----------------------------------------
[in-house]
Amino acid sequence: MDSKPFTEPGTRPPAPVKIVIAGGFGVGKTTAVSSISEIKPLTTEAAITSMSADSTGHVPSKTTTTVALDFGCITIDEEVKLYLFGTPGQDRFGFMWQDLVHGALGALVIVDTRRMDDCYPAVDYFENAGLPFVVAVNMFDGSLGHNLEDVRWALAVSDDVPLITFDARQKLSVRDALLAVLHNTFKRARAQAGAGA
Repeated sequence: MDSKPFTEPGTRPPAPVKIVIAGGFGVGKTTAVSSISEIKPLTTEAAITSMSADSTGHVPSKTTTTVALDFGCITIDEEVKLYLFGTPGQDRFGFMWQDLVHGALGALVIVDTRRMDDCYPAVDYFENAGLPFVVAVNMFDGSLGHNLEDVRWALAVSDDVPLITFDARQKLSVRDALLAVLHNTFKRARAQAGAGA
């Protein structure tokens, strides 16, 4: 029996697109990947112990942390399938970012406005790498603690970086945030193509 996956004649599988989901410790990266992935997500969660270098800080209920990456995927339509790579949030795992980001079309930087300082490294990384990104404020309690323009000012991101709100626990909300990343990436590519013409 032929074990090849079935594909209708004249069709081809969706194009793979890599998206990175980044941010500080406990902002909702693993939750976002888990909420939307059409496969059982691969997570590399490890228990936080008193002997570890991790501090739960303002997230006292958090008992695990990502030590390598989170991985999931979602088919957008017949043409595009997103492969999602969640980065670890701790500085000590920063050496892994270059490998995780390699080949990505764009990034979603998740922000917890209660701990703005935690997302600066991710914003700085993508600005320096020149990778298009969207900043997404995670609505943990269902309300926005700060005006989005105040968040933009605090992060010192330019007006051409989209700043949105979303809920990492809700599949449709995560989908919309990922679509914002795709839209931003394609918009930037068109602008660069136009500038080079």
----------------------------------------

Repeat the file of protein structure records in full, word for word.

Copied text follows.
[in-house]
Amino acid sequence: MDSKPFTEPGTRPPAPVKIVIAGGFGVGKTTAVSSISEIKPLTTEAAITSMSADSTGHVPSKTTTTVALDFGCITIDEEVKLYLFGTPGQDRFGFMWQDLVHGALGALVIVDTRRMDDCYPAVDYFENAGLPFVVAVNMFDGSLGHNLEDVRWALAVSDDVPLITFDARQKLSVRDALLAVLHNTFKRARAQAGAGA
Repeated sequence: MDSKPFTEPGTRPPAPVKIVIAGGFGVGKTTAVSSISEIKPLTTEAAITSMSADSTGHVPSKTTTTVALDFGCITIDEEVKLYLFGTPGQDRFGFMWQDLVHGALGALVIVDTRRMDDCYPAVDYFENAGLPFVVAVNMFDGSLGHNLEDVRWALAVSDDVPLITFDARQKLSVRDALLAVLHNTFKRARAQAGAGA
């Protein structure tokens, strides 16, 4: 029996697109990947112990942390399938970012406005790498603690970086945030193509 996956004649599988989901410790990266992935997500969660270098800080209920990456995927339509790579949030795992980001079309930087300082490294990384990104404020309690323009000012991101709100626990909300990343990436590519013409 032929074990090849079935594909209708004249069709081809969706194009793979890599998206990175980044941010500080406990902002909702693993939750976002888990909420939307059409496969059982691969997570590399490890228990936080008193002997570890991790501090739960303002997230006292958090008992695990990502030590390598989170991985999931979602088919957008017949043409595009997103492969999602969640980065670890701790500085000590920063050496892994270059490998995780390699080949990505764009990034979603998740922000917890209660701990703005935690997302600066991710914003700085993508600005320096020149990778298009969207900043997404995670609505943990269902309300926005700060005006989005105040968040933009605090992060010192330019007006051409989209700043949105979303809920990492809700599949449709995560989908919309990922679509914002795709839209931003394609918009930037068109602008660069136009500038080079």